Written informed consent was obtained from the patient for publication of this case report and any accompanying images. A copy of the written consent is available for review by the Editor of this journal.

Declarations

Authors’ Affiliations

(1)
Discipline of Stomatology, Department of Biosciences and Oral Diagnosis, São José dos Campos Dental School, UNESP - Univ Estadual Paulista, Engenheiro Francisco José Longo, 777, São José dos Campos, SP, 12245-000, Brazil
(2)
Postgraduate Program in Biopathology, Department of Biosciences and Oral Diagnosis, São José dos Campos Dental School, UNESP - Univ Estadual Paulista, José dos Campos, Brazil
(3)
Discipline of Oral Pathology, Department of Biosciences and Oral Diagnosis, São José dos Campos Dental School, UNESP - Univ Estadual Paulista, José dos Campos, Brazil

References

  1. Dastoor SF, Misch CE, Wang HL: Dermal fillers for facial soft tissue augmentation. J Oral Implantol. 2007, 33: 191-204. 10.1563/1548-1336(2007)33[191:DFFFST]2.0.CO;2.PubMedView ArticleGoogle Scholar
  2. Sarnoff DS, Saini R, Gotkin RH: Comparison of filling agents for lip augmentation. Aesthet Surg J. 2008, 28: 556-563. 10.1016/j.asj.2008.07.001.PubMedView ArticleGoogle Scholar
  3. Ali MJ, Ende K, Maas CS: Perioral rejuvenation and lip augmentation. Facial Plast Surg Clin North Am. 2007, 15: 491-500. 10.1016/j.fsc.2007.08.008. ReviewPubMedView ArticleGoogle Scholar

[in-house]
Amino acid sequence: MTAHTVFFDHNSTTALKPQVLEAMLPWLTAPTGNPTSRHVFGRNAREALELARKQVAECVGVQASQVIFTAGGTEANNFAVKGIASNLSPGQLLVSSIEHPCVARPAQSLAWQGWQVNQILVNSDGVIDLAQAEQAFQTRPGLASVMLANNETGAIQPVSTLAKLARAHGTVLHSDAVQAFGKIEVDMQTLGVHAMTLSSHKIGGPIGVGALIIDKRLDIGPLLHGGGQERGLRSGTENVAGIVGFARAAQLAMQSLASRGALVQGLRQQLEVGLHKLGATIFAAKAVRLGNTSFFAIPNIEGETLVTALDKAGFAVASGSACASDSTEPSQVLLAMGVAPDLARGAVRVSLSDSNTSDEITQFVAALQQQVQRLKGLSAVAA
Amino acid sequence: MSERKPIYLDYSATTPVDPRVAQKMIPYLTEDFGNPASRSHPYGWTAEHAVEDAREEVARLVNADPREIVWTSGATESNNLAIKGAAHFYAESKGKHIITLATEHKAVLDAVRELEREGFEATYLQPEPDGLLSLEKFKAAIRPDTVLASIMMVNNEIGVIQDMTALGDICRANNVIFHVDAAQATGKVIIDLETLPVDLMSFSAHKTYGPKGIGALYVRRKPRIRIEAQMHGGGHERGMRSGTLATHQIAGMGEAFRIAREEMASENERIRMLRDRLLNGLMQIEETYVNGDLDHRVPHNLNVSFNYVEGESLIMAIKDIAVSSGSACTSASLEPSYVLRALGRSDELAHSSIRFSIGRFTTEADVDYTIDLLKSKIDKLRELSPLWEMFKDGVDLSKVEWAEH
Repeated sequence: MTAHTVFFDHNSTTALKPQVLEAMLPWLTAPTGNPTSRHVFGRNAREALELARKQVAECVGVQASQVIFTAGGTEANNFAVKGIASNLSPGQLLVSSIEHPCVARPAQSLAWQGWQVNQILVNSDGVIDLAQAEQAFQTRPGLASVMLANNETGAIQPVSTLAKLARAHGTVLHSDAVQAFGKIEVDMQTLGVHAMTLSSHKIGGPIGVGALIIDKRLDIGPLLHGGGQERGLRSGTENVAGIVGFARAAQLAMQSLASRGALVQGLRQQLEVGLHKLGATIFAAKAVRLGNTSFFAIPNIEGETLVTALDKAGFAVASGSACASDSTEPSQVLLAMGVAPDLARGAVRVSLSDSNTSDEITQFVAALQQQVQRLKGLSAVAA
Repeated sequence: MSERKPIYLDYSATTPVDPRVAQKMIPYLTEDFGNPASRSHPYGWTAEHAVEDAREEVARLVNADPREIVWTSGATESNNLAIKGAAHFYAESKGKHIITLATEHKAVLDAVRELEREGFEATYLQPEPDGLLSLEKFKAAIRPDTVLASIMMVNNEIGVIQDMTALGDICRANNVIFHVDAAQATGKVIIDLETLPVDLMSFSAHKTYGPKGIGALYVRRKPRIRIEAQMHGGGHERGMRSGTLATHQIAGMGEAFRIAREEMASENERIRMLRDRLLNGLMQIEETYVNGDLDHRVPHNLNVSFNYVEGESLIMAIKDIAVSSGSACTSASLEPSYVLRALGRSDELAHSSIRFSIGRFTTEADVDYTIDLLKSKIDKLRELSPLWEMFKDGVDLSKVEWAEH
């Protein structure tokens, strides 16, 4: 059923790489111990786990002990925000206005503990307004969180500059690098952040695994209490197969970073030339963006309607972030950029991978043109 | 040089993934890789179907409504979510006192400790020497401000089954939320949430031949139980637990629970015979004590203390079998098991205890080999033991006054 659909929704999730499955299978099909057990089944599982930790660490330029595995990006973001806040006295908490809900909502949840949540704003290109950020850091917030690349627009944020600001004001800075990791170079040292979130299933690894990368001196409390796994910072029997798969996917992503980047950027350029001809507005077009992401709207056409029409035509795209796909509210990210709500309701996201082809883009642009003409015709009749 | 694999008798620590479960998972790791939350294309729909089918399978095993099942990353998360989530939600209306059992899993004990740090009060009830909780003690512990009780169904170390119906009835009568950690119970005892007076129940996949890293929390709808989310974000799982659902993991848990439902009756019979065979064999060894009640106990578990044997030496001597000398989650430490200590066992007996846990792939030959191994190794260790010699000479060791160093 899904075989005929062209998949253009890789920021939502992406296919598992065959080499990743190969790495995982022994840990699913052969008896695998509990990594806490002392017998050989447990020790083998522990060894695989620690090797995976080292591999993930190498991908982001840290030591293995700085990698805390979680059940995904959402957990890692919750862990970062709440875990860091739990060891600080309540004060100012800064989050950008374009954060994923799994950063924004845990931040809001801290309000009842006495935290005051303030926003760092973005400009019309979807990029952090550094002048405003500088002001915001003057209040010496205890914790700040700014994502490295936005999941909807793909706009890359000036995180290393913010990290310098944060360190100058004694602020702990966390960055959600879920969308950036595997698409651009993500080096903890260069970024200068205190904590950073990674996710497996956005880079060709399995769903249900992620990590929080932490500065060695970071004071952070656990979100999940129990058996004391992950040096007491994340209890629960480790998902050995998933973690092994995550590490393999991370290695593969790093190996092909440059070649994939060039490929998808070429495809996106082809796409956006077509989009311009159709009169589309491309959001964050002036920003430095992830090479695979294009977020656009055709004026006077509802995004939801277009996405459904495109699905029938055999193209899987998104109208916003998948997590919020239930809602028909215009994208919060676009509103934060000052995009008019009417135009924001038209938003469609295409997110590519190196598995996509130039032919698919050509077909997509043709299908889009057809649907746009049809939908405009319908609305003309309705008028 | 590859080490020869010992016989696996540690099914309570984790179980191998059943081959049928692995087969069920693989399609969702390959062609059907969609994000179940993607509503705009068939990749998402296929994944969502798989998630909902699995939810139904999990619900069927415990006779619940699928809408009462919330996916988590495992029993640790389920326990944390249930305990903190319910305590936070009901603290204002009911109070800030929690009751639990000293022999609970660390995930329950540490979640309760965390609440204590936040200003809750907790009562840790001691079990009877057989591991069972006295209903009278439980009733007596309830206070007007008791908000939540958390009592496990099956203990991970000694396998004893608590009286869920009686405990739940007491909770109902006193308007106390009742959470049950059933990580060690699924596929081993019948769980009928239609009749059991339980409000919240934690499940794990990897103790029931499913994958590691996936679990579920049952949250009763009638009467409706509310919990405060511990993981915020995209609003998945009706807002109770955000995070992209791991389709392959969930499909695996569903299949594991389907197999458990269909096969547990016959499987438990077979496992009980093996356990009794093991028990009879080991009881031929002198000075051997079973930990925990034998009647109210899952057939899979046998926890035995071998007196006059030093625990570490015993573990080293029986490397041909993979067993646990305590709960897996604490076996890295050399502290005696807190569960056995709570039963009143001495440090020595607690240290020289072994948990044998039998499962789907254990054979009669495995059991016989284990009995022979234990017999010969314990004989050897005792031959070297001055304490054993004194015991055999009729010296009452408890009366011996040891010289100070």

4. Botti G, Pascali M, Botti C, Bodog F, Cervelli V: A clinical trial in facial fat grafting: filtered and washed versus centrifuged fat. Plast Reconstr Surg. 2011, 127: 2464-2473. 10.1097/PRS.0b013e3182131d5d.PubMedView ArticleGoogle Scholar
  5. Kuran I, Tumerdem B: A new simple method used to prepare fat for injection. Aesthetic Plast Surg. 2005, 29: 18-23. 10.1007/s00266-004-0059-8.PubMedView ArticleGoogle Scholar
  6. Hoffmann C, Schuller-Petrovic S, Soyer HP, Kerl H: Adverse reactions after cosmetic lip augmentation with permanent biologically inert implant materials. J Am Acad Dermatol. 1999, 40: 100-102. 10.1016/S0190-9622(99)70536-0.PubMedView ArticleGoogle Scholar
  7. Glasgold RA, Lam SM, Glasgold MJ: Facial fat grafting: the new paradigm. Arch Facial Plast Surg. 2008, 10: 417-418. 10.1001/archfaci.10.6.417.PubMedView ArticleGoogle Scholar
  8. Palma MC, Taub DI: Recurrent double lip: literature review and report of a case. Oral Surg Oral Med Oral Pathol Oral Radiol Endod. 2009, 107: e20-e23. 10.1016/j.tripleo.2008.11.016.PubMedView ArticleGoogle Scholar
  9. Ascher KW: Das syndrom blepharochalasis, struma, and doppellippe. Klin Wochenschr. 1922, 1: 2287-8. 10.1007/BF01716885. Apud in: Palma MC, Taub DI. Recurrent double lip: literature review and report of a case. Oral Surg Oral Med Oral Pathol Oral Radiol Endod 2009, 107:e20–e23View ArticleGoogle Scholar
  10. Monhian N, Ahn MS, Maas CS:Injectable and implantable materials for facial wrinkles. Facial plastic and reconstructive surgery. 2002, New York: Thieme Medical Publishers, 247-262. 2,Google Scholar

Copyright

Advertisement